Last weekend a friend of mine told me she used to volunteer on the personal crisis phones at Lifeline. She stopped because she got sick of the same people with the same issues calling all the time. “They just wanted to complain and have someone give them sympathy for their poor choices,” she said. “They weren’t interested in changing at all.”
I’m not advocating her solution, and I think there’s an important role for emergency crisis lines. But I also get her point. It highlights some challenges in this area, and why we need conversations about why you should work on your mental health.
Happy in my rut
Too many of us fit into the category of people my friend found depressing. We have issues and we kind of know about them, but we’d rather whinge than change anything. Sometimes that’s because we’re unaware there’s an alternative way of thinking and operating. (I recall a friend’s Dad who, after being directed to take anger management classes, confessed he’d never known there were alternatives to hitting as an example.)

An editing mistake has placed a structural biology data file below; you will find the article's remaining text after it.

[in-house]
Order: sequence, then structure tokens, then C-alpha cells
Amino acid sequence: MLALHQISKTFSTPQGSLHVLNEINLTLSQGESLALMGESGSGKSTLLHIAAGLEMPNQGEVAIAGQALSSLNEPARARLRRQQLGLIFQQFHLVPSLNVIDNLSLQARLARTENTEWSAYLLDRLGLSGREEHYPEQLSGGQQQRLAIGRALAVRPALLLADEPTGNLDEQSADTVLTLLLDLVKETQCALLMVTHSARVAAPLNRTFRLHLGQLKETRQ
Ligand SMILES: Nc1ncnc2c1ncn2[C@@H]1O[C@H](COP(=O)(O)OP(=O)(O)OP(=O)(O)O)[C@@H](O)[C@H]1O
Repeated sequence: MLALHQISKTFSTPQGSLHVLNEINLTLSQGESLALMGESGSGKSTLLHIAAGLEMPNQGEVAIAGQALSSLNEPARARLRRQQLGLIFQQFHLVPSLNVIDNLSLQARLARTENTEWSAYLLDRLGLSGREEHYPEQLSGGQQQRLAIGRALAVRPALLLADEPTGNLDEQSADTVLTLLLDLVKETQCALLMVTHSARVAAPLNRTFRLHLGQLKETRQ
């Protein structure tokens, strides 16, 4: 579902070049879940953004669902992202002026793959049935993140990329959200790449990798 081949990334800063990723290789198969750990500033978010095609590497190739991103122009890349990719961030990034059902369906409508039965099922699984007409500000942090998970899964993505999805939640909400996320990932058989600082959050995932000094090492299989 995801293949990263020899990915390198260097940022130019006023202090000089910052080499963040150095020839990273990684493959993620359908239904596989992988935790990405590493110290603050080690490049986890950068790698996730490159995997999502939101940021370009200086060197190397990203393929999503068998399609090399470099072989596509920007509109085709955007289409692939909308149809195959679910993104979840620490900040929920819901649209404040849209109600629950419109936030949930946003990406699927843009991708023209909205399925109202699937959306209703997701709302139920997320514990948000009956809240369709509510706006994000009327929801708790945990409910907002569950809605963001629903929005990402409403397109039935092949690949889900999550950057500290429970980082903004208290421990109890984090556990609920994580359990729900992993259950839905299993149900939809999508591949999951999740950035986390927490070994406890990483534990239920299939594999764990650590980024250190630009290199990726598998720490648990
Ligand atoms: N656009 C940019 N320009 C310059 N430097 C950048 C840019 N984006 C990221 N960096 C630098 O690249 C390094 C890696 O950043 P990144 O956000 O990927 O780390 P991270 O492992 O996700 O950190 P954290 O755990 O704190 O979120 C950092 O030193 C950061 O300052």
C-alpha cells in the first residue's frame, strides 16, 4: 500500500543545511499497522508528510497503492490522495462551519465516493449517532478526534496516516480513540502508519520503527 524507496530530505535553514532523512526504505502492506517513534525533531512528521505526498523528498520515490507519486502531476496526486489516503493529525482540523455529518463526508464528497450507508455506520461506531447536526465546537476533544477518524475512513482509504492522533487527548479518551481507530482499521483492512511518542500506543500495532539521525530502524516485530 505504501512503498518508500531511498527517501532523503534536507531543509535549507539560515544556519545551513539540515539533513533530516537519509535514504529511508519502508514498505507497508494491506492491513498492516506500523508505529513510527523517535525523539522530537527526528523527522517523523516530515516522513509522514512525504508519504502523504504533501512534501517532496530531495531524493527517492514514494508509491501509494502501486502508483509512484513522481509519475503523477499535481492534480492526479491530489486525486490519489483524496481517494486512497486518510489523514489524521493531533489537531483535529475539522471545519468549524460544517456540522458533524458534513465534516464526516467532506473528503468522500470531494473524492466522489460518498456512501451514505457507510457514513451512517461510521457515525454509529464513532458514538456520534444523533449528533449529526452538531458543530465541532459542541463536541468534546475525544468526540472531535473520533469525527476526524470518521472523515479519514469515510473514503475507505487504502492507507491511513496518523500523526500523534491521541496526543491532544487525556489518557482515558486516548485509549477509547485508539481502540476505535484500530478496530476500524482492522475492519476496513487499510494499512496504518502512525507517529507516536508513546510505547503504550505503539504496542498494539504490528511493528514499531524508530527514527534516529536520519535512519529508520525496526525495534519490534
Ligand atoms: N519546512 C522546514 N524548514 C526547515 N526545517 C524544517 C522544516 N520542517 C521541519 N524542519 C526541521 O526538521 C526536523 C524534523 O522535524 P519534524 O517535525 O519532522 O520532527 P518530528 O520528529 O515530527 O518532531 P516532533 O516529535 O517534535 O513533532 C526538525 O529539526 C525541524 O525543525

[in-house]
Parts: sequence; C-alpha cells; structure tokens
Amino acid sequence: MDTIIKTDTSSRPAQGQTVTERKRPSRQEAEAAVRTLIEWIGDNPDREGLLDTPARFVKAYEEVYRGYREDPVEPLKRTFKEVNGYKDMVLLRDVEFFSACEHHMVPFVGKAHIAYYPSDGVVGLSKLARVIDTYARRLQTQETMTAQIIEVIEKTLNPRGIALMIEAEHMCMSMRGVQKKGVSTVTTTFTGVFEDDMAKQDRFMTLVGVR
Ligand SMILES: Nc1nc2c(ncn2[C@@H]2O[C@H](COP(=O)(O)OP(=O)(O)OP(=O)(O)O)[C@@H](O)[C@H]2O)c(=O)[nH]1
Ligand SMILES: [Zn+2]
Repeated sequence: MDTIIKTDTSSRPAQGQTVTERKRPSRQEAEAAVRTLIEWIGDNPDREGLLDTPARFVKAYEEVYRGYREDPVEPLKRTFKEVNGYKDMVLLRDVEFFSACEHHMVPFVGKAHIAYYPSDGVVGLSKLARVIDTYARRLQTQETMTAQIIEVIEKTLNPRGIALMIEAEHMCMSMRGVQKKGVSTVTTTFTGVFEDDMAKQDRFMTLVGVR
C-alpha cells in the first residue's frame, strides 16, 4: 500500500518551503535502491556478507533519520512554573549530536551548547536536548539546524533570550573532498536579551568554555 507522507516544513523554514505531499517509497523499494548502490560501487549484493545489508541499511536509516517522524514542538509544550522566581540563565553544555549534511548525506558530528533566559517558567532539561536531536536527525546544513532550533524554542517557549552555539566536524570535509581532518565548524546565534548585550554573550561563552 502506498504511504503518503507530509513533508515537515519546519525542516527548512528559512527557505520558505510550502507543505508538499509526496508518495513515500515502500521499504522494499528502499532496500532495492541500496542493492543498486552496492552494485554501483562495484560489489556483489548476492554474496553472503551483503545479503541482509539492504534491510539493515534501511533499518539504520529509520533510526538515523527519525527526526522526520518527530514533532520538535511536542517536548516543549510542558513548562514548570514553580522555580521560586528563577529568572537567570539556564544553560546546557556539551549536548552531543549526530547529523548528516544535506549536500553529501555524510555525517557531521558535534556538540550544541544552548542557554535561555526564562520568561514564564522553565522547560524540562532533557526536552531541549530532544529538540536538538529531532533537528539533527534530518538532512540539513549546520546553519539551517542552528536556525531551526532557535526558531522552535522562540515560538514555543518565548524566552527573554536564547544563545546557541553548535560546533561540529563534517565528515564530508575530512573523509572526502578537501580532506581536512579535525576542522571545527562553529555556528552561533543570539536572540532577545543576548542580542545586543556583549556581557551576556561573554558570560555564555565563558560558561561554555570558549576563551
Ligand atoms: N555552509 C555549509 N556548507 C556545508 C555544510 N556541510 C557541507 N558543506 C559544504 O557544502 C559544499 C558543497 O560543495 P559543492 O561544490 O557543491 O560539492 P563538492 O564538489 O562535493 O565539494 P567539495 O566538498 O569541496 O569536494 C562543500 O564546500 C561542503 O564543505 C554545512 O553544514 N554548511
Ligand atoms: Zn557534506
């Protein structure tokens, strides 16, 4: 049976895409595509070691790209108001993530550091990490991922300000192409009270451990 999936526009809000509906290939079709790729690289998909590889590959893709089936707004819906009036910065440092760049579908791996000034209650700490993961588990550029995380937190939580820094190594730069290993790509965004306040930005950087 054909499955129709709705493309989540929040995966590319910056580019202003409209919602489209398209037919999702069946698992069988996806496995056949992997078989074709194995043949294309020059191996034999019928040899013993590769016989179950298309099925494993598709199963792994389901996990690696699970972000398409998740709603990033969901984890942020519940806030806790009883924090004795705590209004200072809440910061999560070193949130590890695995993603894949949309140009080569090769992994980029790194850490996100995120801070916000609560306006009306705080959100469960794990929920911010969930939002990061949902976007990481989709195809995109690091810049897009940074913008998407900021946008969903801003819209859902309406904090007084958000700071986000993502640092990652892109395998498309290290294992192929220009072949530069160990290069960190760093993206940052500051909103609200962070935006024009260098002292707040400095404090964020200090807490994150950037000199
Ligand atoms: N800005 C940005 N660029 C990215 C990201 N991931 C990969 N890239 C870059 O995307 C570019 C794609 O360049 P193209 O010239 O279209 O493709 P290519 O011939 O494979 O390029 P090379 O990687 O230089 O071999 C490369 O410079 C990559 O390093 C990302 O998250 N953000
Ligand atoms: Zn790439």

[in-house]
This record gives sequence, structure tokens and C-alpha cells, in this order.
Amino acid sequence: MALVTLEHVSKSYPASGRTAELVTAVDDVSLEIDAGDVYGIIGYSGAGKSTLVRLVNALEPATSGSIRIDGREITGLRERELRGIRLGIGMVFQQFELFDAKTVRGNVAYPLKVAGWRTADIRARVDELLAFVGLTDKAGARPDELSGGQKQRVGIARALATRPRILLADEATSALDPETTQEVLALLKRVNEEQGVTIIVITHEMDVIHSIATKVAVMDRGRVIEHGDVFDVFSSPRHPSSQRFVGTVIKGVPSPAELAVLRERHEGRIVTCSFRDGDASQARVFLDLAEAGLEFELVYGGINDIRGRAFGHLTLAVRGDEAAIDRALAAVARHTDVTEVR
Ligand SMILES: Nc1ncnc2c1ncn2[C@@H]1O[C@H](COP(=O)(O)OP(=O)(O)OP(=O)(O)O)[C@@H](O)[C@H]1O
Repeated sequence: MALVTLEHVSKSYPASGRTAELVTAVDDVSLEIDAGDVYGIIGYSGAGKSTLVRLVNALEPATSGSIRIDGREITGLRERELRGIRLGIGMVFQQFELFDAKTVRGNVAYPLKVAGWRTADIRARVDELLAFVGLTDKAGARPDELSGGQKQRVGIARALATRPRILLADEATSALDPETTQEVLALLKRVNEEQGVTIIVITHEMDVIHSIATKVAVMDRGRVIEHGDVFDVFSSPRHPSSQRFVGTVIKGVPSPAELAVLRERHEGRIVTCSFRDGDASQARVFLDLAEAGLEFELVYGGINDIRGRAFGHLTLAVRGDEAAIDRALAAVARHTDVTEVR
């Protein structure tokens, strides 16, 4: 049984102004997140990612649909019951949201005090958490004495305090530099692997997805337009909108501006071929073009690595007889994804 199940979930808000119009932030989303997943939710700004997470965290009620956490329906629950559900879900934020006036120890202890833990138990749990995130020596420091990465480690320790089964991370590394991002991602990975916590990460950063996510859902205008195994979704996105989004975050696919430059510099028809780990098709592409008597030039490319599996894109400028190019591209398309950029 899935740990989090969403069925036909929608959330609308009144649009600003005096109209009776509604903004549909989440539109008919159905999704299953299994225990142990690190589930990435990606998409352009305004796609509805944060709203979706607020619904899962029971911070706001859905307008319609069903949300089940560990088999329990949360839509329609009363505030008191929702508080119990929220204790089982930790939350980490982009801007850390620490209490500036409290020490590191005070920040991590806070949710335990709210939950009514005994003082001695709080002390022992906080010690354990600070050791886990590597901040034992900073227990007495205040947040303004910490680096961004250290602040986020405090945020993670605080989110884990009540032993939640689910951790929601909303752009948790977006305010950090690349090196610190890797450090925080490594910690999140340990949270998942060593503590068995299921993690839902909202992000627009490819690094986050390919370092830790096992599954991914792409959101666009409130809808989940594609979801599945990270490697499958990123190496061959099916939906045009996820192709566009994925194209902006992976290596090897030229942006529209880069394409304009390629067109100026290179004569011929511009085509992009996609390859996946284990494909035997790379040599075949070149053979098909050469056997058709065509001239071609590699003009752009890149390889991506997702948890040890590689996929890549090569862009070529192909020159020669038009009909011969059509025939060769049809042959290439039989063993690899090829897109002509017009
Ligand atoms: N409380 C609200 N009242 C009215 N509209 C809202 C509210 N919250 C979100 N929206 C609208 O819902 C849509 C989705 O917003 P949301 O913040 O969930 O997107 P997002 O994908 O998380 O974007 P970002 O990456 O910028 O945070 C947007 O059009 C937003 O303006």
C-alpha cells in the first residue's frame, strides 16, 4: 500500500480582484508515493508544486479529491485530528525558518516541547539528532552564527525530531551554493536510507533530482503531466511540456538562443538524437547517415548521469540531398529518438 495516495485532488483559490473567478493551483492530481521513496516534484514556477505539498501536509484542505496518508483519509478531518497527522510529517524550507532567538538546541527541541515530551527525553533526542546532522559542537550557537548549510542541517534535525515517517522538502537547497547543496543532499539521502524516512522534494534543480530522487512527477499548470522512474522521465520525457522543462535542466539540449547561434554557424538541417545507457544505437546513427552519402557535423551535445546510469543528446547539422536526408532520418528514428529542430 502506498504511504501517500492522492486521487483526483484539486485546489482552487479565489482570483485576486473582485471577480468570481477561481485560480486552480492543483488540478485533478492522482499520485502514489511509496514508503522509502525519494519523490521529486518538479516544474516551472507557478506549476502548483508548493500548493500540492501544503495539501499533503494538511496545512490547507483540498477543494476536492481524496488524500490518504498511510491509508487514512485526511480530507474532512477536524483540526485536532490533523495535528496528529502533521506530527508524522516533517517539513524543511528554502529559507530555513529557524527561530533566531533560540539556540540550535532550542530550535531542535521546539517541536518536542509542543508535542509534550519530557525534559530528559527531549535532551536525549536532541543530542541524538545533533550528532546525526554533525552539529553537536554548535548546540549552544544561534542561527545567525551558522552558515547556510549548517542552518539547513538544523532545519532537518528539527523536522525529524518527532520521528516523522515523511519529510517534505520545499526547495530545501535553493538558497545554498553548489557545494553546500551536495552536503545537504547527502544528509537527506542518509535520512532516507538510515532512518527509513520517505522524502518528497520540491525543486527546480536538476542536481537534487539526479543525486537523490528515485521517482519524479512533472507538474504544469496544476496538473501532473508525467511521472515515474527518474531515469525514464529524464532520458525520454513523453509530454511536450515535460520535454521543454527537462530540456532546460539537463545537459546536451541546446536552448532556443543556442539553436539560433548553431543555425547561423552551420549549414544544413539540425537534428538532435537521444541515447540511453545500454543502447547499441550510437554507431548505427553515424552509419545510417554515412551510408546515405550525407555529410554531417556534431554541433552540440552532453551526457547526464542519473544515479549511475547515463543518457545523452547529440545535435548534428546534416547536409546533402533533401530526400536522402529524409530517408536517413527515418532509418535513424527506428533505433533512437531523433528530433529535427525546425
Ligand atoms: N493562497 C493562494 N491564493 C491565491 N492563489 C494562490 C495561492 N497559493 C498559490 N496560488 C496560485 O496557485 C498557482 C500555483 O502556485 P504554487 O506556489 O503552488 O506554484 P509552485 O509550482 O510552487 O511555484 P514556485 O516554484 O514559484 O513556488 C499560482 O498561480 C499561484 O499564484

But often we stay in our rut because it’s easier to cry and feel sorry for ourselves than try a different approach. Like pigs in mud, we’d rather wallow round in our misery than climb out. It’s not helped by that fact that by adulthood, most people view learning as difficult and uncomfortable. Instead we go attention seeking and sympathy-raising for our problem to disguise the pain. It makes us feel better in the short term, rather like taking paracetamol.
Though just like a pain killer, it’s a short term solution.
Think I’m better than others do…
A second problem’s that people choose to believe their own mental health skills and attitudes really aren’t that bad. When they are. So, other people may think you’ve a problem with your anxiety or your stress management (or whatever), but you choose to play it down. Or even not see it. In other words, you’re blindly in denial.